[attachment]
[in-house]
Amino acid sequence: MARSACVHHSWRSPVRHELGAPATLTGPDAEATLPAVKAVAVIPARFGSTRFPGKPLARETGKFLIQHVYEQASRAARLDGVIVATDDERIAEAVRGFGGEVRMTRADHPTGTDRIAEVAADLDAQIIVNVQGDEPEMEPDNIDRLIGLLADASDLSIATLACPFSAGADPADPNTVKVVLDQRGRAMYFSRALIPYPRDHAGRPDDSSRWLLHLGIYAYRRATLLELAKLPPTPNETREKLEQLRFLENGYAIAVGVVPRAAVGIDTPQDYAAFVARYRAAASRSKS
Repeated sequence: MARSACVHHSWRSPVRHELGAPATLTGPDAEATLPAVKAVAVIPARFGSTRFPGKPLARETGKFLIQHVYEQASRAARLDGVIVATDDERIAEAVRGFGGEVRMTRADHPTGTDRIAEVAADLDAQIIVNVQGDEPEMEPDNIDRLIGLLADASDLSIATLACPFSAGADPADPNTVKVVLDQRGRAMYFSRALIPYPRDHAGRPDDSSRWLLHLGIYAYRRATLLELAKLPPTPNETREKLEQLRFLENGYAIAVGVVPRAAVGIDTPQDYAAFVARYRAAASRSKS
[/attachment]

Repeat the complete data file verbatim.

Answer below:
[in-house]
Amino acid sequence: MARSACVHHSWRSPVRHELGAPATLTGPDAEATLPAVKAVAVIPARFGSTRFPGKPLARETGKFLIQHVYEQASRAARLDGVIVATDDERIAEAVRGFGGEVRMTRADHPTGTDRIAEVAADLDAQIIVNVQGDEPEMEPDNIDRLIGLLADASDLSIATLACPFSAGADPADPNTVKVVLDQRGRAMYFSRALIPYPRDHAGRPDDSSRWLLHLGIYAYRRATLLELAKLPPTPNETREKLEQLRFLENGYAIAVGVVPRAAVGIDTPQDYAAFVARYRAAASRSKS
Repeated sequence: MARSACVHHSWRSPVRHELGAPATLTGPDAEATLPAVKAVAVIPARFGSTRFPGKPLARETGKFLIQHVYEQASRAARLDGVIVATDDERIAEAVRGFGGEVRMTRADHPTGTDRIAEVAADLDAQIIVNVQGDEPEMEPDNIDRLIGLLADASDLSIATLACPFSAGADPADPNTVKVVLDQRGRAMYFSRALIPYPRDHAGRPDDSSRWLLHLGIYAYRRATLLELAKLPPTPNETREKLEQLRFLENGYAIAVGVVPRAAVGIDTPQDYAAFVARYRAAASRSKS